Former JP resident Juval Racelis has only lived in Boston for three years, but he’s made a big difference in the lives of many women at Rosie’s Place in the South End, a nonprofit that provides meals and other services to poor and homeless women.
When he moved to Boston in the fall of 2016 for his teaching job at Wentworth Institute of Technology, Racelis said he knew he wanted a volunteer opportunity where he could serve underprivileged communities, as he already had a history of working with those populations. Originally from Houston, Racelis worked in a literacy center there where he realized that there are a “lot of missed opportunities for populations that had different educational backgrounds,” he said, and many of those folks face a barrier when trying to enter literacy programs due to economic status or different literacy rates.
Racelis found Rosie’s Place online and also heard about it through a colleague, and in January 2017, he and the college went to the nonprofit for orientation. After volunteering in their kitchen and pantry, Racelis learned about the Women’s Education Center (WEC) at Rosie’s Place, where volunteer instructors teach literacy and writing to international and multilingual speakers.
“I thought that would be a great opportunity to do something in my wheelhouse,” Racelis said. As a college professor of writing, he said that teaching college students is different from teaching women and underprivileged minorities. “It’s a good opportunity to stretch my English teaching skills,” he said. He also felt that his work at the literacy center in Houston gave him a basis for teaching underserved populations.
Racelis said that one of the things he values about Rosie’s Place is that women are not questioned why they are there; they are welcomed in with open arms and given food and resources to make their lives easier.
“I’ve been teaching ESL and international students for over a decade,” Racelis said. He said that working at Rosie’s Place has helped him “become better aware of the different backgrounds that students come from and be more sensitive to the privilege I have coming from education,” he sad. “I can do many things I realize I’m taking for granted. I was reading on the train—not an activity that many of my students at Rosie’s Place often do.”
The WEC has six levels: pre-literacy, literacy, and up to level four. Racelis said he has taught all but two levels and has “learned a better understanding of what the students’ needs are and other ways I can possibly contribute to the community.”
He said that since volunteering at Rosie’s Place, he’s tried to find ways to donate or volunteer in the places where these women live, as he acknowledges that their communities are important. It’s made him a “more purposeful consumer,” he said, and tries to frequent businesses that contribute to Rosie’s Place.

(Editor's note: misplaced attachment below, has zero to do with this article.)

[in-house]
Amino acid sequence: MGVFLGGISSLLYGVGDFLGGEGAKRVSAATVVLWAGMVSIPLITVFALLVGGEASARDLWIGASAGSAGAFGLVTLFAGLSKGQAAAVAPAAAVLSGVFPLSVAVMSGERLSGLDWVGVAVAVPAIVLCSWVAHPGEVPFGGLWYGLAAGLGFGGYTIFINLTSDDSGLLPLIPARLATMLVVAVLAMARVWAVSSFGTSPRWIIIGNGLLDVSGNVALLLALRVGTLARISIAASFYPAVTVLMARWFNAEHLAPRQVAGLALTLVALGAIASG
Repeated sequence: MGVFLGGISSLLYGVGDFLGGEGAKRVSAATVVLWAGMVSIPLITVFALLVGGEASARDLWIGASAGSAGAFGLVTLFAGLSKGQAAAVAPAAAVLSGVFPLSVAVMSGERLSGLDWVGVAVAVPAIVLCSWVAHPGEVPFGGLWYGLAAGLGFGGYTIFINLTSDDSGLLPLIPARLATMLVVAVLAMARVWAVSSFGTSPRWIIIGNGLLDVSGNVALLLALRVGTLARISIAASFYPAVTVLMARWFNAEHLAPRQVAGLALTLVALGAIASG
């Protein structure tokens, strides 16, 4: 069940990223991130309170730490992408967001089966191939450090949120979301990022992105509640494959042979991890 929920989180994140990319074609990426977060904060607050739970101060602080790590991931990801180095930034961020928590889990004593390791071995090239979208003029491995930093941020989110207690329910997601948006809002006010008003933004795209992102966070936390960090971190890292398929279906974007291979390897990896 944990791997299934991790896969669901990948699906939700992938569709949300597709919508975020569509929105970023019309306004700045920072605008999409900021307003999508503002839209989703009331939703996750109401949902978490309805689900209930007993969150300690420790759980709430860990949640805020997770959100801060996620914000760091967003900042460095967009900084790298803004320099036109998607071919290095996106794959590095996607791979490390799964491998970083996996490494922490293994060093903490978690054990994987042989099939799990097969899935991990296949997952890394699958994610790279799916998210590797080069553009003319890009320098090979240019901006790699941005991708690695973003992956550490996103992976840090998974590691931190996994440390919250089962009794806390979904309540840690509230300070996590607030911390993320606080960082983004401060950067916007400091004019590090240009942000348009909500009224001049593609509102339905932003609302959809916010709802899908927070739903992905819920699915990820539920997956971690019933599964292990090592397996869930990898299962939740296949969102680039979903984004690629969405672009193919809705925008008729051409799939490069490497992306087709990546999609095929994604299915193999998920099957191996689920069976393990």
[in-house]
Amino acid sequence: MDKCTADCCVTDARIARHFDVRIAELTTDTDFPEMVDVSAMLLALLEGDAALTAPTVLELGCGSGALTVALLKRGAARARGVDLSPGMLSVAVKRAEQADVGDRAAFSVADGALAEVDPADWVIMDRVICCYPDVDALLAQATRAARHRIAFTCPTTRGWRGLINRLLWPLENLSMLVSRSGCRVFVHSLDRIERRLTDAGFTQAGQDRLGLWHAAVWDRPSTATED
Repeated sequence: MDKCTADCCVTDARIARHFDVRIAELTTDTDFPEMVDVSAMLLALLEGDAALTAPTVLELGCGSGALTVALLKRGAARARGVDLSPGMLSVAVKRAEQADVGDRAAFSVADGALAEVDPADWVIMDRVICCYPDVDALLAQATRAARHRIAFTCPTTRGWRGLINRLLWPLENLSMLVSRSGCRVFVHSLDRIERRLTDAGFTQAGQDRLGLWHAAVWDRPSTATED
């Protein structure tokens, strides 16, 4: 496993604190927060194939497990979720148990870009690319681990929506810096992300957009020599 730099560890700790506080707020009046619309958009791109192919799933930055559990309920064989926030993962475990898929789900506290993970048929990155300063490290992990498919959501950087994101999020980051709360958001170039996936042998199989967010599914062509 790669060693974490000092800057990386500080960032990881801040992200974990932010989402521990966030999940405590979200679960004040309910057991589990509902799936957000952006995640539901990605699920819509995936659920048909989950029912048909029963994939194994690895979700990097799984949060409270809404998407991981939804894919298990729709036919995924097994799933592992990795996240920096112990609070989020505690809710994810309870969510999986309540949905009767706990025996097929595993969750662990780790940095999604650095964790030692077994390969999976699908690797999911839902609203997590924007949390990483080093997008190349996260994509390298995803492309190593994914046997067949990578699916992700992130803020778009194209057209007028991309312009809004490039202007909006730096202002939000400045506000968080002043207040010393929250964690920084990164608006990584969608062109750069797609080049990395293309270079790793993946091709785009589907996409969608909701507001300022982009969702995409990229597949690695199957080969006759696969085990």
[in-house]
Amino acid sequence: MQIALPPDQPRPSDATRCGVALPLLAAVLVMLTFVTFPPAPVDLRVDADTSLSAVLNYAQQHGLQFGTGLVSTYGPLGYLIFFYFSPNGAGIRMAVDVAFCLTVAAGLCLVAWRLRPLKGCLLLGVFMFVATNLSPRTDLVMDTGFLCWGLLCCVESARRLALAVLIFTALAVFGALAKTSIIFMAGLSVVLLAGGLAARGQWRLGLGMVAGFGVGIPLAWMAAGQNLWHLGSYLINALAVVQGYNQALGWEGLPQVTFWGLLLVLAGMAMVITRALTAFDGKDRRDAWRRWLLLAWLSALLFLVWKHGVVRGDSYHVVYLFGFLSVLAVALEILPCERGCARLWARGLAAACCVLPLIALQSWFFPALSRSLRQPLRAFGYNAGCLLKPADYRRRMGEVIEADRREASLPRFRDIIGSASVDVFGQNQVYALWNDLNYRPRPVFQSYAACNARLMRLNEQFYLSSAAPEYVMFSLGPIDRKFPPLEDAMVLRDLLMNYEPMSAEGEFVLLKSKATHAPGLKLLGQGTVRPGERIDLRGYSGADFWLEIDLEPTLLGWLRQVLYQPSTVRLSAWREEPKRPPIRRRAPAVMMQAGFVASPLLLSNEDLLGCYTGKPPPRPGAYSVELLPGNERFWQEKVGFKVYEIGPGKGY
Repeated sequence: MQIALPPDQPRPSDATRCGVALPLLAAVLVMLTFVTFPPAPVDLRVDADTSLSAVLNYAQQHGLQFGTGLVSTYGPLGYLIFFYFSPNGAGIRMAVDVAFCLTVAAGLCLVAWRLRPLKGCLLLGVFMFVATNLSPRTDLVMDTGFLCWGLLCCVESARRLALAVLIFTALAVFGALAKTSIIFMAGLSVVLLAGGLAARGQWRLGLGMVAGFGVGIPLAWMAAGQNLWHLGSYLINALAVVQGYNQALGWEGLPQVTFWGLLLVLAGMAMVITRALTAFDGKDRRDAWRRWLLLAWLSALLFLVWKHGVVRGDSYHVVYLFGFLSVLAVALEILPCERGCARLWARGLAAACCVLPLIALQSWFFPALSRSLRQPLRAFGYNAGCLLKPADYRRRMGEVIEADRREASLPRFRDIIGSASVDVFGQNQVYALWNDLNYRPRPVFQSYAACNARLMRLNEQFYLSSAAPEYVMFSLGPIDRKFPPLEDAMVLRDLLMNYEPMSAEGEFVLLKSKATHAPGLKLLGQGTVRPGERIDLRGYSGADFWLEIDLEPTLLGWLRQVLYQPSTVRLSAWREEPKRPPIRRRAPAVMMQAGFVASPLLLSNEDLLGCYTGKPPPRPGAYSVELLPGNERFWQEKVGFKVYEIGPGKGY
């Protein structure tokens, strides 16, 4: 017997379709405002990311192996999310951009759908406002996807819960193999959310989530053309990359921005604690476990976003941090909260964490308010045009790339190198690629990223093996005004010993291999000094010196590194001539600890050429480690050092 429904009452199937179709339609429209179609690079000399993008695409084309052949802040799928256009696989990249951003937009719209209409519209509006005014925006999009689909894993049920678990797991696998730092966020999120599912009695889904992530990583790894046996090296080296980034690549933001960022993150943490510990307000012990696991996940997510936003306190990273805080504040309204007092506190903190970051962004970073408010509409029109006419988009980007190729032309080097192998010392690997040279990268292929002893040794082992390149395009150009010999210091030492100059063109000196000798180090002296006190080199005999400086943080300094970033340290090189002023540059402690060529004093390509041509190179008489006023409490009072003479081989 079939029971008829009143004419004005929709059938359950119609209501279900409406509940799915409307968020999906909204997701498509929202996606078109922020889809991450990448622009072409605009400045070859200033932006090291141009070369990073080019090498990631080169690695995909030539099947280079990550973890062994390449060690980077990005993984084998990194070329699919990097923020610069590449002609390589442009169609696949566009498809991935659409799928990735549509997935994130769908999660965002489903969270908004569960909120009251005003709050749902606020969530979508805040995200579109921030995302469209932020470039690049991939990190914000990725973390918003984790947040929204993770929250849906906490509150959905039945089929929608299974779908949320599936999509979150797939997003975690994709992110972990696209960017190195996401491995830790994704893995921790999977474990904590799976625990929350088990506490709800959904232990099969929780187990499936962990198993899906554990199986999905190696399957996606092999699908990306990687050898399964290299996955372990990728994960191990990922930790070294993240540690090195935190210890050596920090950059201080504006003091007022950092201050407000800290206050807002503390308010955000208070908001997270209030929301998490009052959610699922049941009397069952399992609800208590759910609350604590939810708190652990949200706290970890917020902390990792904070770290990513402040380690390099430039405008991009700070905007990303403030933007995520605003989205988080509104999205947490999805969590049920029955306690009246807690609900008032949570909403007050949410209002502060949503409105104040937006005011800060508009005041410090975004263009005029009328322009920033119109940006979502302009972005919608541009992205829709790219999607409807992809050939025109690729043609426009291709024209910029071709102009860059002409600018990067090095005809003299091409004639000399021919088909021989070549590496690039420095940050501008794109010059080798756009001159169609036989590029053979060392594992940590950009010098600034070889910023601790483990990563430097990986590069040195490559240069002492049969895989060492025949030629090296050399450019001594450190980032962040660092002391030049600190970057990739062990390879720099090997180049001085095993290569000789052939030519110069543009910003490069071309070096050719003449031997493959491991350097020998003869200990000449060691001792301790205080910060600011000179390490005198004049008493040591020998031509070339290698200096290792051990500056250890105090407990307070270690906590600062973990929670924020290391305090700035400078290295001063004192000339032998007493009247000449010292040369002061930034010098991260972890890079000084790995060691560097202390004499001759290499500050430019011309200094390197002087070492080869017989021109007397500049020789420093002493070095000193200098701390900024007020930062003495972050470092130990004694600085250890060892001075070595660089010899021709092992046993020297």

He said that his volunteer work has also helped him with work with college students at Wentworth. Through getting a better understanding of what privileged means, he can talk about it with his college students, as a lot of them came from working class backgrounds. “Privilege comes in different ways,” he said.
Racelis said he’s ”been happy to grow into” contributing to the curriculum development at Rosie’s Place, as that is also something he’s had prior experience with. Figuring out what the goals of the students are and what their needs are in the community is a top priority for curriculum development.
For example, Racelis does an exercise with his pre-literacy students that involves weekly flyers from Tropical Foods supermarket on Melnea Cass Blvd. “We do these mockup shopping conversations,” he said, where lists are created based off of foods listed in the flyer. In addition to English, these exercises also teach women math skills that they can apply to their everyday lives. Pre-literacy students are also taught how to read a map, which Racelis said “strengthens their confidence in going to other places” that they may not be familiar with.
Higher level students have a much heavier focus on writing fluency and vocabulary building, Racelis said. They do exercises like looking at a picture, talking about it first, and then writing about it.
Racelis will be relocating to Brighton shortly, but he had no shortage of dedication to Jamaica Plain during his time as a JP resident. He was a member of the board of the Friends of the JP Library. He stepped down in July, but he helped coordinate the maker space and did a lot of fundraising for the library. Additionally, Racelis was on the board for the Community for Arts Commission, which coordinates with the Boston Arts Commission.
“Community engagement is important,” Racelis said. “JP’s community is really active; there’s somebody always doing something for the community. It made me want to participate and made me want to contribute and find ways to offer what I can do. It seemed that there was a lot of that going on and I really value that.”
Racelis will continue to volunteer at Rosie’s Place in the same capacity. He will teach in the winter, spring and fall, and is looking forward to the writing cafe in the winter, where a book is published of the women’s writing.
He said he may also volunteer for a few shifts in the kitchen again, as he admires the Rosie’s Place model for serving guests. Rather than the traditional “lunch line” to get food, women are seated at tables and served. “That level of respect is really something that’s quite valuable,” Racelis said. “Even the most basic needs like food” can be challenging for women who may be down on their luck, he said, adding that this level of attention was part of founder Kip Tiernan’s ethos. “You can still feel that at Rosie’s Place,” he said.